The two police officers had already been under scrutiny earlier over the issue of double compensation because they allegedly received salaries both as Morente’s aides and as members of the Philippine National Police (PNP). Their promotion to colonels early this year when they joined the BI from their rank as police major also became controversial because police officers could not legally be promoted while detailed to another government agency.

Recinto also faces administrative cases with the PNP for alleged graft charges involving his former boss General Purisima. It appears that Bello’s concern has solid basis.  The Immigration Bureau admitted during the Senate hearing last week that up to 119,000 Chinese nationals who entered the country using tourist visas were issued SWPs that allowed them to work for three to six months. The DOLE, on the other hand, said it only issued 115,000 Alien Employment Permits, which the DOLE ensures would not be for jobs in competition with Filipino workers, and only for supervisory or managerial positions. The DOLE also publishes the names of the AEP applicants in widely circulated newspapers to determine if there are objections from local workers or the applicants.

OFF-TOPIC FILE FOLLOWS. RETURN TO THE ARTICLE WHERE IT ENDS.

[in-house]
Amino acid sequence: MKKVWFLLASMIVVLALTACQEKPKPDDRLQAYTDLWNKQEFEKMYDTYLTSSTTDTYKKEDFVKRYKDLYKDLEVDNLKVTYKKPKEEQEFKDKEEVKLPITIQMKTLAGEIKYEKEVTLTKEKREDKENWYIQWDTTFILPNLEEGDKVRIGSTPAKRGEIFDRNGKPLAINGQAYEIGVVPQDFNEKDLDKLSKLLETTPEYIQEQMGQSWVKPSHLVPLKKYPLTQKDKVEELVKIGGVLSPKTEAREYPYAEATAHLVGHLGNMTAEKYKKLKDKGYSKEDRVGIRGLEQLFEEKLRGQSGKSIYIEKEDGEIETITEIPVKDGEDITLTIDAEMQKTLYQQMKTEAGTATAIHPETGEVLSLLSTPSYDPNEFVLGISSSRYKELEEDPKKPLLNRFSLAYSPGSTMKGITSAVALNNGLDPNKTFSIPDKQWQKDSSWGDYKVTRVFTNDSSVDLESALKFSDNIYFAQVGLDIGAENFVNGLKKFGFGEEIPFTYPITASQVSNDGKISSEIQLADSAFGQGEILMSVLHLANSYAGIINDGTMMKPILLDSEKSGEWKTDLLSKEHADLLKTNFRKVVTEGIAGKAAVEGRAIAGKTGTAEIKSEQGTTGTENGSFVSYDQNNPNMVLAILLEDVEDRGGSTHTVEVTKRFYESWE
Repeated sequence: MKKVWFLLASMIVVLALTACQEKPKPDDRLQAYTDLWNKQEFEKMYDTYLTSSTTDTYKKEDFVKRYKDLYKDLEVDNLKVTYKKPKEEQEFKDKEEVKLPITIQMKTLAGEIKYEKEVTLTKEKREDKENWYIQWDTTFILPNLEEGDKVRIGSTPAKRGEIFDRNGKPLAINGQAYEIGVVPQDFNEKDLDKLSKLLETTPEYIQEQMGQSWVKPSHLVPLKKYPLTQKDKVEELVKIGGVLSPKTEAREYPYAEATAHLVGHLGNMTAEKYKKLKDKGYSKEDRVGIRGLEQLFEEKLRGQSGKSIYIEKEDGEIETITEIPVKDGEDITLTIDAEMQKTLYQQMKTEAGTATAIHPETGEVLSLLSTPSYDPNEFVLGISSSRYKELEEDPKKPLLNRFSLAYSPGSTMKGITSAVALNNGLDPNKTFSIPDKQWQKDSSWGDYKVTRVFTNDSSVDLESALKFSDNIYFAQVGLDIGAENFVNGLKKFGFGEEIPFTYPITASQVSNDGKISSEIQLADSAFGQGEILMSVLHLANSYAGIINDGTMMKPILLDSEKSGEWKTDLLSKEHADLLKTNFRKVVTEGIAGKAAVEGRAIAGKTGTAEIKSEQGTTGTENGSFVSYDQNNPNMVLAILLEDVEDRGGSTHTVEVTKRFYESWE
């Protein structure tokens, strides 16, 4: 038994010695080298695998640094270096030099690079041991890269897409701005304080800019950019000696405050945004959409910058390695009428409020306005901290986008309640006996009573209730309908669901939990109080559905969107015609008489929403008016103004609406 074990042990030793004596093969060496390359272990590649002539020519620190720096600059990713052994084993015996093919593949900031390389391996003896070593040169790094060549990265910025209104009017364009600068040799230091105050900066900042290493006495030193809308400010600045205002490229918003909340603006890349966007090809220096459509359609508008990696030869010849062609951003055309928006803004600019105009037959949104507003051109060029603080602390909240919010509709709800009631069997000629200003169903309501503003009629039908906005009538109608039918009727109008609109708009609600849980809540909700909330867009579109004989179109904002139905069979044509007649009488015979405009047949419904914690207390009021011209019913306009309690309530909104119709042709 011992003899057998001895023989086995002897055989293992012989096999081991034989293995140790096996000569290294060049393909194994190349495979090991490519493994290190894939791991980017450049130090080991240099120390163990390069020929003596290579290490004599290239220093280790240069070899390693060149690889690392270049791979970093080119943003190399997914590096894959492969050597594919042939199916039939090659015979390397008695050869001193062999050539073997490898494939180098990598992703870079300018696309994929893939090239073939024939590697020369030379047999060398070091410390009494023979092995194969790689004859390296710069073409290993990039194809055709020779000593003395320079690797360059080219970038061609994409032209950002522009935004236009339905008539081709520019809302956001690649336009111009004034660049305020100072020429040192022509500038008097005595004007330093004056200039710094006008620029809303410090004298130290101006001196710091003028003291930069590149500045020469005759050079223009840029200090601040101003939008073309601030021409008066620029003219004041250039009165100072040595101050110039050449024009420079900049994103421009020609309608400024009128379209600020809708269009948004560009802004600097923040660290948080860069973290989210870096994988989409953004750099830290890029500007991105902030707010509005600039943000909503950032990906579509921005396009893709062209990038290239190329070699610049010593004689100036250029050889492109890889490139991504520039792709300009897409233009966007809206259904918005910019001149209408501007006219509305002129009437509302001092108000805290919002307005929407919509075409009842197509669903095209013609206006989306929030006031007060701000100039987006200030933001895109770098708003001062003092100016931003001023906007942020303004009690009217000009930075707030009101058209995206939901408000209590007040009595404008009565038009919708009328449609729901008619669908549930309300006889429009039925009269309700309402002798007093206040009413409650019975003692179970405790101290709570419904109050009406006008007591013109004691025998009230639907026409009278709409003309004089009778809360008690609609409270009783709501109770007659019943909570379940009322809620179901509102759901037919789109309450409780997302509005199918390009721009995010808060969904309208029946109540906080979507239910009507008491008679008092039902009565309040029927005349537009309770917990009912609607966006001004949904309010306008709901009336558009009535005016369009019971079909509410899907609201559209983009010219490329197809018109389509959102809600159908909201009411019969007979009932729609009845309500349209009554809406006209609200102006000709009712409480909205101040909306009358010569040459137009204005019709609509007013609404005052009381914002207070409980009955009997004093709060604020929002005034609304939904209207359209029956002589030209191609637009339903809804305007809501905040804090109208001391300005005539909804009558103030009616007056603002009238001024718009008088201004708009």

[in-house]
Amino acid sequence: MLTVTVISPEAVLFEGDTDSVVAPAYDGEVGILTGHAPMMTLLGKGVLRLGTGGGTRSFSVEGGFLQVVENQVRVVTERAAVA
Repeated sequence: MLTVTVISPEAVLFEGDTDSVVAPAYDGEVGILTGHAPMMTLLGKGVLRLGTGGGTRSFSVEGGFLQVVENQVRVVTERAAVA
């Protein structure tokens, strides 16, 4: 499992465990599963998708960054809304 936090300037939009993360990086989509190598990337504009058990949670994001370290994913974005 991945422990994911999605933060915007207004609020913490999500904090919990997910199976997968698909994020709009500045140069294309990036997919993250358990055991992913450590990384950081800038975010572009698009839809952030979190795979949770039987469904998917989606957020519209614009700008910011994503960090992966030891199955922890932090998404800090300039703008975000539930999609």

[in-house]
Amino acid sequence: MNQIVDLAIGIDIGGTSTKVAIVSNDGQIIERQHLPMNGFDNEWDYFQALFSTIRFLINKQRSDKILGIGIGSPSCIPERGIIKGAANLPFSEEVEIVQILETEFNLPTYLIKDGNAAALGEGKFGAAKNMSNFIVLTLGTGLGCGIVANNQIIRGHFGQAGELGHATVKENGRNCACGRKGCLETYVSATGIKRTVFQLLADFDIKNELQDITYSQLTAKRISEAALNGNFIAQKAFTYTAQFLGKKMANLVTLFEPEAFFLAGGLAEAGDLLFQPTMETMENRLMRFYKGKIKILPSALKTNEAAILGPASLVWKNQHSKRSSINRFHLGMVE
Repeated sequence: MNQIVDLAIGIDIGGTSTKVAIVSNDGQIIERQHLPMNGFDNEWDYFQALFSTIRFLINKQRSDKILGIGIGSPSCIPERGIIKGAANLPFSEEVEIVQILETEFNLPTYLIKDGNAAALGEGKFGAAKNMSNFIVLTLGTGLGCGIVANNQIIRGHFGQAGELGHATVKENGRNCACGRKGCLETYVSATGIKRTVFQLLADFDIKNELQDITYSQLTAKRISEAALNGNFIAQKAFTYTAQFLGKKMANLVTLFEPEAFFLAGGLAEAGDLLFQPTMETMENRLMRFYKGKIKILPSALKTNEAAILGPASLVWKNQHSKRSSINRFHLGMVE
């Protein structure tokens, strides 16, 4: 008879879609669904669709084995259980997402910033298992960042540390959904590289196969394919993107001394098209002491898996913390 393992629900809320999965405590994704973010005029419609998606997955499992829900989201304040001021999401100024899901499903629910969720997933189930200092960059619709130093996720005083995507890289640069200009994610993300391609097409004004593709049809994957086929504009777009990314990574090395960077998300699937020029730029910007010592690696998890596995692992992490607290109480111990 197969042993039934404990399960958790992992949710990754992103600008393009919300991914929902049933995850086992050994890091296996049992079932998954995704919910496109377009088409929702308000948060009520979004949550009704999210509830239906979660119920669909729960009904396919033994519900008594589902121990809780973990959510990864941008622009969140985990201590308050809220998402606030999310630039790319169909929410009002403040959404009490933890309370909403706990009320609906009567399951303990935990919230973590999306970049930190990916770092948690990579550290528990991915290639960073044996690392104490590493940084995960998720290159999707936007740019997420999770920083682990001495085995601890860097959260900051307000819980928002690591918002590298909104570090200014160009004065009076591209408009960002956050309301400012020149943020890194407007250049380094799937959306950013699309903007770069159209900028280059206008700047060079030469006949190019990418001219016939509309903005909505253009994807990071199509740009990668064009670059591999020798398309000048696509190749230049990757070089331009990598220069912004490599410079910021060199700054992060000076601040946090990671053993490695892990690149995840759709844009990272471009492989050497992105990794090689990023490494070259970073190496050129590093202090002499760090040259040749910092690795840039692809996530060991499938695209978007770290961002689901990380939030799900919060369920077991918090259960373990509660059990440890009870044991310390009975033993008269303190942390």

A gaming analyst has revealed to the BusinessWise that there could be as many as 300,000 Chinese nationals, not just 119,000, currently working in the Philippine Online Gaming Operations or Pogos. This means that more than double the initially established count of these Chinese nationals are working in the country with no government permit or visa and remain undocumented. This is another black mark for the Immigration Bureau under President Duterte. Since the BI’s issuance of SWPs to that many Chinese nationals did not go through the rigorous DOLE procedure, Secretary Bello did the right thing, albeit too late, when he asked his DOJ counterpart to conduct an investigation into this Chinese “invasion.”

The Senate Labor Committee, chaired by Sen. Emmanuel Joel J. Villanueva, initiated its own investigation after the DOLE officials discovered that dozens of Chinese nationals were working on Chinese-funded infrastructure projects and the gaming industry without the required DOLE
permits.

Villanueva raised the specter of Chinese nationals stealing jobs from Filipinos, aided and abetted by the BI’s lax implementation of immigration laws and working visa rules. He noted that the BI has no jurisdiction to issue work permits since only the DOLE has the “technical knowledge” to assess if allowing foreigners to work here will be detrimental to local workers. The BI had been in the center of controversy early in the Duterte administration when disgraced Immigration Deputy Commissioners Al Argosino and Michael Robles were videotaped in a hotel receiving bags of money from lawyers of gaming tycoon Jack Lam.

The involvement of the two deputy commissioners, who had already been fired by President Duterte, was the first controversy that weakened the credibility of the administration’s declared campaign against corruption.

 

For comments and suggestions, e-mail me at [email protected]